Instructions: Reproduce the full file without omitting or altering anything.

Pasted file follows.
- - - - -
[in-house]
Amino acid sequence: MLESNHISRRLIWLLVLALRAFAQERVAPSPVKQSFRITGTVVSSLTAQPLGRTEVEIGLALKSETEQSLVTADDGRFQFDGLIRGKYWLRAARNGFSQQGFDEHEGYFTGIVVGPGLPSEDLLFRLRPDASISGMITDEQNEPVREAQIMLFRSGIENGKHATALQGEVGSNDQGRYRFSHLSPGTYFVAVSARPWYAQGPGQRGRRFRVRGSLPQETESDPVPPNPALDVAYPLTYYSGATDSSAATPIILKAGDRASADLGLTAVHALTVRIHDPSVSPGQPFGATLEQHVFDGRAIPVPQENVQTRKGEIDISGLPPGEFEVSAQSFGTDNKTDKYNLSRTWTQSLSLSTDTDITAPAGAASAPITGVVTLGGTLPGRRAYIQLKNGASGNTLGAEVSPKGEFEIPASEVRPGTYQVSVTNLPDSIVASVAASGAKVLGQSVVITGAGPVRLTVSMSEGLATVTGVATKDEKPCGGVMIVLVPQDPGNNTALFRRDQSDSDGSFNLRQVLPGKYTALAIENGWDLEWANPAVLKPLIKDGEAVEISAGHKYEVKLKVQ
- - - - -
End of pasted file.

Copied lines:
[in-house]
Amino acid sequence: MLESNHISRRLIWLLVLALRAFAQERVAPSPVKQSFRITGTVVSSLTAQPLGRTEVEIGLALKSETEQSLVTADDGRFQFDGLIRGKYWLRAARNGFSQQGFDEHEGYFTGIVVGPGLPSEDLLFRLRPDASISGMITDEQNEPVREAQIMLFRSGIENGKHATALQGEVGSNDQGRYRFSHLSPGTYFVAVSARPWYAQGPGQRGRRFRVRGSLPQETESDPVPPNPALDVAYPLTYYSGATDSSAATPIILKAGDRASADLGLTAVHALTVRIHDPSVSPGQPFGATLEQHVFDGRAIPVPQENVQTRKGEIDISGLPPGEFEVSAQSFGTDNKTDKYNLSRTWTQSLSLSTDTDITAPAGAASAPITGVVTLGGTLPGRRAYIQLKNGASGNTLGAEVSPKGEFEIPASEVRPGTYQVSVTNLPDSIVASVAASGAKVLGQSVVITGAGPVRLTVSMSEGLATVTGVATKDEKPCGGVMIVLVPQDPGNNTALFRRDQSDSDGSFNLRQVLPGKYTALAIENGWDLEWANPAVLKPLIKDGEAVEISAGHKYEVKLKVQ